Test Drive: 2012 Toyota Highlander Hybrid toyota car test drives hybrids
2012 Toyota Highlander Hybrid. Click image to enlarge
Test Drive: 2012 Volkswagen Touareg TDI diesel

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Toyota Canada

Review and photos by Jonathan Yarkony

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2012 Toyota Highlander

I have to admit, I’ve been struggling to find a way to write about the Toyota Highlander Hybrid. Despite taking it on a road trip up to central Ontario, it’s the kind of vehicle that leaves very few distinct impressions. It is in fact, a very capable and competent vehicle for what it is. The problem lies in what it is, moreso than how it fulfill its mission.

The Toyota Highlander is a mid-size crossover SUV. Everything about it is somewhere in the middle. Neither a true truck nor a car, neither stylish nor controversial, neither small nor large—okay, perhaps it is on the large side, but Toyota still has an even bigger SUV in its stable in the monstrous Sequoia.

Test Drive: 2012 Toyota Highlander Hybrid toyota car test drives hybrids
2012 Toyota Highlander Hybrid. Click image to enlarge

While you could accuse it of being extreme in its dullness, I would actually cite that as a positive quality for this vehicle, particularly in Hybrid trim, as I drove it. As sexy and trendy as manufacturers might try to make hybrids seem sometimes, people want hybrids to be efficient, and that is the main thing the Highlander does well, as a Hybrid, but also as one of the few remaining seven-seat mid-size SUVs with a naturally aspirated four-cylinder option.

That option also means that getting into the roomy and practical Highlander can be an affordable option. Pricing starts at $31,675 for a base, four-cylinder Highlander (187 hp, 186 lb-ft), with seating for seven and 290 L of cargo space, 1,200 L with the third row down and 2,700 L with all seats folded. All that while measuring 4,785 mm long with a 2,790-mm wheelbase, an entirely manageable size, about the same length as Toyota’s five-seat Venza, and shorter than seven-seat competitors like the Honda Pilot and Dodge Journey. The V6 starts for as low as $35,925, with 270 hp and 248 lb-ft of torque.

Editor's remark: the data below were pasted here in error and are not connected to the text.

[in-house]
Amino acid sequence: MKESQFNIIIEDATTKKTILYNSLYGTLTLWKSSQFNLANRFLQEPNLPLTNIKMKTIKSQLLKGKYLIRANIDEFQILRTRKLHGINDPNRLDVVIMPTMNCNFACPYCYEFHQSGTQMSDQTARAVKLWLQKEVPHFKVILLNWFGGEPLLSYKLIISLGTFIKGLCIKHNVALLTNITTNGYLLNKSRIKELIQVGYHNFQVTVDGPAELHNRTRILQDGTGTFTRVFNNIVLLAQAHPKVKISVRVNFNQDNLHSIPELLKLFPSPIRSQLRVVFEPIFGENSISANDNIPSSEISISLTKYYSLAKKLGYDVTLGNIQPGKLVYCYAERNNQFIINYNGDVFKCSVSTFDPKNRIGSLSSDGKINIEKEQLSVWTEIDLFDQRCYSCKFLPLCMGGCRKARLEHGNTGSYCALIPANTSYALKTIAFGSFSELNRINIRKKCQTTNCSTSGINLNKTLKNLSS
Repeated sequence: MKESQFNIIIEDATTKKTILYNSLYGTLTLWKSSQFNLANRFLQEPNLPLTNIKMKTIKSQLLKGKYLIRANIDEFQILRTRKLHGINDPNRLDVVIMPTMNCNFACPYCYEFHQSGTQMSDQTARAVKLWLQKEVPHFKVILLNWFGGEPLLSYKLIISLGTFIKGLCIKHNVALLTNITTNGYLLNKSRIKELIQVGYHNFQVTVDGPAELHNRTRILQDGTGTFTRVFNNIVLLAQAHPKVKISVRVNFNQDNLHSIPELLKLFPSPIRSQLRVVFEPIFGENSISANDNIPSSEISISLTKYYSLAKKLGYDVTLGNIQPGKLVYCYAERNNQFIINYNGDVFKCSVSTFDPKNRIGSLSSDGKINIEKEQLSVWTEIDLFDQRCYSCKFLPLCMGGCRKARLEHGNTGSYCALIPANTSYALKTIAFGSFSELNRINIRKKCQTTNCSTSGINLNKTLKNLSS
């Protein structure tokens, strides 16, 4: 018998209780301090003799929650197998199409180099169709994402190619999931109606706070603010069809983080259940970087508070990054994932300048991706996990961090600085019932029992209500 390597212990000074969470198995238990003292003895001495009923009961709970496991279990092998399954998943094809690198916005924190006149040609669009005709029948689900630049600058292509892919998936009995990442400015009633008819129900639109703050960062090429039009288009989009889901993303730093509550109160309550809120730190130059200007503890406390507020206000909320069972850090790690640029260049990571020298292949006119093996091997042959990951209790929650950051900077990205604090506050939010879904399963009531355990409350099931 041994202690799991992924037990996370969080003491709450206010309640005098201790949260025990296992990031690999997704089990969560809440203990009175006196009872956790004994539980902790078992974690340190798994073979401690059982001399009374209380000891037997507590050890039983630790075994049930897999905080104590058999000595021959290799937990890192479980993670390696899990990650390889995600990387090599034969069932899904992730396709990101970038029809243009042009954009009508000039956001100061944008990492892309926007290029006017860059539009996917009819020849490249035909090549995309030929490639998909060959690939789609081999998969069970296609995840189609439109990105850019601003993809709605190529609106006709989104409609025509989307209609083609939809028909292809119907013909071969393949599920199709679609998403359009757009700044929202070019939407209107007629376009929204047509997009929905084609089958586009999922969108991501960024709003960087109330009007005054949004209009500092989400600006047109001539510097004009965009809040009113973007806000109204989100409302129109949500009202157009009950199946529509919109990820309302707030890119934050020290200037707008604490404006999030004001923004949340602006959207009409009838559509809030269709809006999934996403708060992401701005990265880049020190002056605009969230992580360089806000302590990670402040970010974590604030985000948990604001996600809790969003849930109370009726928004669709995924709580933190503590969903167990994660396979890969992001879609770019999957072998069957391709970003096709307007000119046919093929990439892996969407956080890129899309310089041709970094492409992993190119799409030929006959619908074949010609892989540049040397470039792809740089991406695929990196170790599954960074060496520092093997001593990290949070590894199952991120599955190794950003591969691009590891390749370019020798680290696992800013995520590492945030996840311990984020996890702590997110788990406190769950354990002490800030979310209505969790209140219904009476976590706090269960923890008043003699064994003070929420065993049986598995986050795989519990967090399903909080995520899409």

However, the Hybrid gives up only a small amount of that space (with second and third rows folded down, 2,660 L, the rest is maintained), the seats fold respectably flat, and the second row middle seat can be swapped out for a console with bins and cupholders. The seat or bin, whichever is not in use, slots in under the front-row centre console—clever packaging, that.

Test Drive: 2012 Toyota Highlander Hybrid toyota car test drives hybrids
Test Drive: 2012 Toyota Highlander Hybrid toyota car test drives hybrids
2012 Toyota Highlander Hybrid. Click image to enlarge

The Hybrid isn’t cheap though, starting at $42,990 for our Highlander Hybrid 4WD-i, the base hybrid model, and rising to $52,450 for the Limited trim. However, not a bad deal considering you could spend about the same on a compact Volkswagen Tiguan that gets higher fuel consumption and only seats five in cramped quarters with far more limited cargo space. At that price, the Highlander’s 7.3 L/100 km was very impressive for this road trip at mostly low highway speeds, the only mid-size SUV to have bettered my 9.0 in the VW Touareg TDI. Official estimates for the Highlander Hybrid are 6.6 L/100 km in city driving, 7.3 L/100 km highway.

As is to be expected, the Highlander is a cushy, uninvolving drive. The steering is light and indifferent to what is happening at the contact patch, and it wafts along highways on a cloud of independent suspension with MacPherson gas struts front and back, soaking up bumps with the P245/65R17 on 17-inch alloys. However, while the hybrid’s batteries do not compromise cargo or interior space, they do drive the weight up to 2,105 kg (4,641 lb.), up from 1,745 kg (3,847 lb.) for the base four-cylinder, and you can feel the extra weight going over rough patches with multiple impacts as the suspension struggles to keep everything in check.
Although you feel the weight when the road is rough, the extra power of Toyota’s Hybrid Synergy Drive has no problem motivating the heaviest Highlander, thanks in no small part to the 3.5L V6 it’s paired with, making 231 hp and 215 lb-ft. Together with the electric motor, the Highlander makes 280 net hp, and likely matches or betters the gas V6’s 248 lb-ft, though combined torque numbers are unpublished.

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